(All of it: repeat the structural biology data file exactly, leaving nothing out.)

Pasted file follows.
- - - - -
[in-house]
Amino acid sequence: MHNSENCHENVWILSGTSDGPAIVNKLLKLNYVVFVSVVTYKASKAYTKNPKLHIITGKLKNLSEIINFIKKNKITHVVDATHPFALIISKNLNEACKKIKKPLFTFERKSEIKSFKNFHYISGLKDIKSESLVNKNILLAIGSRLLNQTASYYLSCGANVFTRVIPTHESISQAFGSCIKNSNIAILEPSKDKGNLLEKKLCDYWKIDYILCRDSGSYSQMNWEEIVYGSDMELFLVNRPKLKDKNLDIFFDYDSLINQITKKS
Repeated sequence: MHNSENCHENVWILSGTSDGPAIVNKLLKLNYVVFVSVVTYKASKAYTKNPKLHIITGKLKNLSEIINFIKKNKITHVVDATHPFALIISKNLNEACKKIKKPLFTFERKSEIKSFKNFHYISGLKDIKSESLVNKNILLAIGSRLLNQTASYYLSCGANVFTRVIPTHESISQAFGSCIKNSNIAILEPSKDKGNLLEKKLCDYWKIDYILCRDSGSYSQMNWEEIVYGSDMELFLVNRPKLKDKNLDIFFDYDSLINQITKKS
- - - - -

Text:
[in-house]
Amino acid sequence: MHNSENCHENVWILSGTSDGPAIVNKLLKLNYVVFVSVVTYKASKAYTKNPKLHIITGKLKNLSEIINFIKKNKITHVVDATHPFALIISKNLNEACKKIKKPLFTFERKSEIKSFKNFHYISGLKDIKSESLVNKNILLAIGSRLLNQTASYYLSCGANVFTRVIPTHESISQAFGSCIKNSNIAILEPSKDKGNLLEKKLCDYWKIDYILCRDSGSYSQMNWEEIVYGSDMELFLVNRPKLKDKNLDIFFDYDSLINQITKKS
Repeated sequence: MHNSENCHENVWILSGTSDGPAIVNKLLKLNYVVFVSVVTYKASKAYTKNPKLHIITGKLKNLSEIINFIKKNKITHVVDATHPFALIISKNLNEACKKIKKPLFTFERKSEIKSFKNFHYISGLKDIKSESLVNKNILLAIGSRLLNQTASYYLSCGANVFTRVIPTHESISQAFGSCIKNSNIAILEPSKDKGNLLEKKLCDYWKIDYILCRDSGSYSQMNWEEIVYGSDMELFLVNRPKLKDKNLDIFFDYDSLINQITKKS